Tribunal de Grande Instance, Paris, interim ruling, 14th January 2013

A limit to trademark restrictions: a brokerage can display the distinctive brand of insurance companies.

By an interim ruling dated 14th January 2013, the TGI in Paris has stated that an insurance company cannot condemn a brokerage for displaying its brand and logo on a website if deemed necessary for its business activity. This would be in order to inform Internet users of the companies that it represents and whose products it is authorized to market.

The judge considered that there was no possible confusion for Internet users logging onto a site entitled Brokerage since they would automatically know that they were in contact with a broker representing several companies and not with the insurance company itself.

In this case the judge applied the exception of “necessary reference” under article L.713-6 b) of the French Intellectual Property Code (CPI). This exception permits the use of another brand “as a necessary reference to indicate the nature of a product or service, notably as an accessory or separate item, as long as there is no confusion as to product origin.” The displaying of the insurance company’s trademarks by the brokerage was necessary, it was neither an accessory nor a separate item, but these illustrations were only given as examples by the CPI. The use of the word “notably” allows for the broader application of this article. A similar judgment could also be upheld for maintenance or repair services which indicate the make of vehicles, for generic products which made reference to the original medicine in order to guide patients, or for the names of sporting events reproduced on websites for online betting.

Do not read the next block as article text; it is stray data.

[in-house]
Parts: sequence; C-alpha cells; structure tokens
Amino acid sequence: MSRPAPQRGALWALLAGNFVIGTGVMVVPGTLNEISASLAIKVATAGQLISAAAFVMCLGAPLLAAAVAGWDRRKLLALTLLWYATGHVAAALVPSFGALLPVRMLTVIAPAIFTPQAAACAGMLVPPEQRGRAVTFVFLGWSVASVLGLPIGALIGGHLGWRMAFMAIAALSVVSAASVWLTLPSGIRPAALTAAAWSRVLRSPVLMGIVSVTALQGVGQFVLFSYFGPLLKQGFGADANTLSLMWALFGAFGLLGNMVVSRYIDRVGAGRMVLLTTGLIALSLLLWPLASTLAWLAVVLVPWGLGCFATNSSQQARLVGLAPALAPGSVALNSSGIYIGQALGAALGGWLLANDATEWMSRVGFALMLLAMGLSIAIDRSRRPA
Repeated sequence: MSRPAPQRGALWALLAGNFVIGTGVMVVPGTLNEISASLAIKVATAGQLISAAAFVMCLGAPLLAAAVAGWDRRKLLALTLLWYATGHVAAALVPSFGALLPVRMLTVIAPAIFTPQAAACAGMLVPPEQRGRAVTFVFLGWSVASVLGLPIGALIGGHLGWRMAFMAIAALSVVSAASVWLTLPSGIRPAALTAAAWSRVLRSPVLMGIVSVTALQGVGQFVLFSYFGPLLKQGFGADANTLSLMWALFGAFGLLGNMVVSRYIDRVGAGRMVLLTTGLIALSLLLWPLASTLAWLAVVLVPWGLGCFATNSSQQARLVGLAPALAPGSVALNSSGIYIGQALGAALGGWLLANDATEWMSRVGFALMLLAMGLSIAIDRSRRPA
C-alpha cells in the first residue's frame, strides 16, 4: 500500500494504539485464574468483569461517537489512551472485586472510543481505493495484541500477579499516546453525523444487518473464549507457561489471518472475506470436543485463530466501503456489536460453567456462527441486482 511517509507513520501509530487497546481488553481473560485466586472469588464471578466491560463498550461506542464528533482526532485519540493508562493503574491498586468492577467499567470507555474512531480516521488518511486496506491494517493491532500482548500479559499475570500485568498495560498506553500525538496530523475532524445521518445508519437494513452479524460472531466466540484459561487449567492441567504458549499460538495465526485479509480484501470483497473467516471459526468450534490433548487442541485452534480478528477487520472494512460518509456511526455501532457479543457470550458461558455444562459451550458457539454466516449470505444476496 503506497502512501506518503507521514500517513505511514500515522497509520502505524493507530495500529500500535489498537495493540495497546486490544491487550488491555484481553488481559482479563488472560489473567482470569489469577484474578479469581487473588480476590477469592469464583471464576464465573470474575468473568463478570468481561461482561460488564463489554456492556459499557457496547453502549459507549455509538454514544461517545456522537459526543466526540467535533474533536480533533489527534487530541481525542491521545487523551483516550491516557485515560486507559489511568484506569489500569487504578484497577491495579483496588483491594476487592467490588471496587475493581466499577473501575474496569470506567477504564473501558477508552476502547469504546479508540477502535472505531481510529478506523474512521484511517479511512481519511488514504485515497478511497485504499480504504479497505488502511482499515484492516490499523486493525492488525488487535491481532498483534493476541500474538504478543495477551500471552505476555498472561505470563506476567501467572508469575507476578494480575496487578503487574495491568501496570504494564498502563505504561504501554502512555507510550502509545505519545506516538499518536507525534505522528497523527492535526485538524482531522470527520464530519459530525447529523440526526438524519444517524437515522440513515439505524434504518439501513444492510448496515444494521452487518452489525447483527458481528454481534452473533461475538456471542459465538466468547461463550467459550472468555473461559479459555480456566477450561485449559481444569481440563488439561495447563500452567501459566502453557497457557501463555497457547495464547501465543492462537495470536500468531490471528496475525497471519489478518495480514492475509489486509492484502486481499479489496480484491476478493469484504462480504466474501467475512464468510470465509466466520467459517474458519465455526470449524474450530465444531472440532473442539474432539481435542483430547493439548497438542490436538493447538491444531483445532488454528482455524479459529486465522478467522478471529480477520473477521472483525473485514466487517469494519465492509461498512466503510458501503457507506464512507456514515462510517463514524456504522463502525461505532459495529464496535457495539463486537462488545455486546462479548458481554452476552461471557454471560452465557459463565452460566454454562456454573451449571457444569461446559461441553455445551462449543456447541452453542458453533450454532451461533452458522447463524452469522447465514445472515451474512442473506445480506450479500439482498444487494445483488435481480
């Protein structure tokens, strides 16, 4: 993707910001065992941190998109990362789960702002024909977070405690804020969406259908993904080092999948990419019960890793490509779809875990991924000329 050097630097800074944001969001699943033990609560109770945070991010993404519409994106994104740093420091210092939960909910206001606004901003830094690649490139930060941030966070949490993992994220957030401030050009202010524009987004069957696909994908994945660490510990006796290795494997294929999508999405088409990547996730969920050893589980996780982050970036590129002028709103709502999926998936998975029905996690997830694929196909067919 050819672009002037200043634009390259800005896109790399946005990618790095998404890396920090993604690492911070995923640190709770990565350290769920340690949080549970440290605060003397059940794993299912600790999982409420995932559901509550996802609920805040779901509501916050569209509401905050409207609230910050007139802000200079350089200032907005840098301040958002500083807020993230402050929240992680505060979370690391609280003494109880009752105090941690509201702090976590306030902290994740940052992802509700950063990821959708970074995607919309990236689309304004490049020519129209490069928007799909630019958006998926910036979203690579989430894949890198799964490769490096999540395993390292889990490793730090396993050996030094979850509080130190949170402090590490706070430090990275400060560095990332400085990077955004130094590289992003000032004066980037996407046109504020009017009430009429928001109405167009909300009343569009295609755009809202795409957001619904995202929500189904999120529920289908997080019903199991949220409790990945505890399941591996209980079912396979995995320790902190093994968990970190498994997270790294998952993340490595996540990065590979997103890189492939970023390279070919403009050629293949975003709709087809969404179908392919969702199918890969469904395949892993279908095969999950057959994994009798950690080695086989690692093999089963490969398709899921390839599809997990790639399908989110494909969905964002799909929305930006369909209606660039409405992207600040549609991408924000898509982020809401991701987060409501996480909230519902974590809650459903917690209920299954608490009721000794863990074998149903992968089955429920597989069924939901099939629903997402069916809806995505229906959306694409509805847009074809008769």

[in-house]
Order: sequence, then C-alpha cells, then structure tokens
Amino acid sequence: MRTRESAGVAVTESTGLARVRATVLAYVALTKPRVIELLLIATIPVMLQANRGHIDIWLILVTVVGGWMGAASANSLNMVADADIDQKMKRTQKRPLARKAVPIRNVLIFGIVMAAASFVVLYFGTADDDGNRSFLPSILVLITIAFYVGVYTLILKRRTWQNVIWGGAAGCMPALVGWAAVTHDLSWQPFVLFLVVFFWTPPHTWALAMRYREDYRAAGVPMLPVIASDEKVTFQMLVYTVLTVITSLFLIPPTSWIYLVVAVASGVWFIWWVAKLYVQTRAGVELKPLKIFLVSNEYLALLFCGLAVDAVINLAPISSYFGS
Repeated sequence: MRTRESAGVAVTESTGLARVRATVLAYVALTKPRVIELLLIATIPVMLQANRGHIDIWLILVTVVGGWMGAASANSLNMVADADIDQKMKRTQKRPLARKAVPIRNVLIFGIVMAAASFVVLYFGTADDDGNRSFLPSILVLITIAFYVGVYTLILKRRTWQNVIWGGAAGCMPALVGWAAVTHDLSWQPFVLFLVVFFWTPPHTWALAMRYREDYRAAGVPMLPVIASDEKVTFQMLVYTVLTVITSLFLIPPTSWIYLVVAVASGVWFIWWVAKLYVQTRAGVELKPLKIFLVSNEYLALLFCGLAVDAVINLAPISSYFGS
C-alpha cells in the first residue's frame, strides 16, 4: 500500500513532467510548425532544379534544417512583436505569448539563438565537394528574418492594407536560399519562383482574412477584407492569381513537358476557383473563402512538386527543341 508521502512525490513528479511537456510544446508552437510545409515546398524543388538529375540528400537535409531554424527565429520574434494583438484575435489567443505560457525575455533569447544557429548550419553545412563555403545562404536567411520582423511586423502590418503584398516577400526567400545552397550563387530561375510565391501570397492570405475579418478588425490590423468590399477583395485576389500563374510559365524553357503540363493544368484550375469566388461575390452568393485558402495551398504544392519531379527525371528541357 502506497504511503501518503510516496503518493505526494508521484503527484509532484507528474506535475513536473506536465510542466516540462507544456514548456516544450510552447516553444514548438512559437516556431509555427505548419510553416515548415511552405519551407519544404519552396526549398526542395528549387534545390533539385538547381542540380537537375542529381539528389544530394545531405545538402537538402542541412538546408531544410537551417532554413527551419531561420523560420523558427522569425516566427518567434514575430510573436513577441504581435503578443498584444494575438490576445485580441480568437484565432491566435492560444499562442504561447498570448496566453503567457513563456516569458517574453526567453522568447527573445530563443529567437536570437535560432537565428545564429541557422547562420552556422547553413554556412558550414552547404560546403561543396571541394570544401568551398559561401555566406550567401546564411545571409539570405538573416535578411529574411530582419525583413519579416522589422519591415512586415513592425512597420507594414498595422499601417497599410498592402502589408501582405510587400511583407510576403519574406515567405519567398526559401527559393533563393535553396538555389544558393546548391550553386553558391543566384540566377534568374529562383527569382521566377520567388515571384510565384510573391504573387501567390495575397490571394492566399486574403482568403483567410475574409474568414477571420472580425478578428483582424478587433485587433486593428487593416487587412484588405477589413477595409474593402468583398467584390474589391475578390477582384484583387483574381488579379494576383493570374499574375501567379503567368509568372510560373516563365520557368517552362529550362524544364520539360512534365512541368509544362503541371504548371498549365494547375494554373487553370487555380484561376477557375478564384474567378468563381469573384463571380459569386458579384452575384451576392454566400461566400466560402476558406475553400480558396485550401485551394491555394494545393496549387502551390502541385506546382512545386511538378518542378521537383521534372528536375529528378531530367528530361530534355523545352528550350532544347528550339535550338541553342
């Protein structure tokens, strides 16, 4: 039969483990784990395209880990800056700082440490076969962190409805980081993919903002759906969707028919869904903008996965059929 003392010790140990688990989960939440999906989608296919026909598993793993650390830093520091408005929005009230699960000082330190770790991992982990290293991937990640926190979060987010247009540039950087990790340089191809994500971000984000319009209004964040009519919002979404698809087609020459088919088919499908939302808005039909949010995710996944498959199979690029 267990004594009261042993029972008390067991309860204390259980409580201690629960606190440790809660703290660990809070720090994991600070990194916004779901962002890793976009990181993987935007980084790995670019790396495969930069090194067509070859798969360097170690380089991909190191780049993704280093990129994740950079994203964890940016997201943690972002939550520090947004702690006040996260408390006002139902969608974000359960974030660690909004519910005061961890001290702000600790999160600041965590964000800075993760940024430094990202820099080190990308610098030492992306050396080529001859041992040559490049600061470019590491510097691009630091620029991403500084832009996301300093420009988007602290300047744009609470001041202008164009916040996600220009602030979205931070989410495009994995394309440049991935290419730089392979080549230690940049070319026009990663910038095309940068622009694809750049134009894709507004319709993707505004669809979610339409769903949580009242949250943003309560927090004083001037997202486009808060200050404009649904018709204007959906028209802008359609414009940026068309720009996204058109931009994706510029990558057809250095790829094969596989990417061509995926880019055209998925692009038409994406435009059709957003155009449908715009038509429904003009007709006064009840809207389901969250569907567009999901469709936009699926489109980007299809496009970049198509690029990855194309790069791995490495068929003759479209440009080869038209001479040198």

This exception to trademark restrictions requires proof that there is no confusion as to the origin of products and services, as demonstrated by the judge referring to the overall understanding of Internet users logging onto the site of a brokerage. The ruling follows the trend of current legal practice on ‘necessary reference’. But it is bolder, in that the few decisions thus far on ‘necessary reference’ were within similar contexts, but in this decision the judge has innovated by entering a new field of insurance broker activities.

However, it is still simply an interim ruling. This decision is only temporary because it will have to be examined in detail and the jurisdiction established will perhaps revoke the extension of the necessary reference exception granted to brokerages.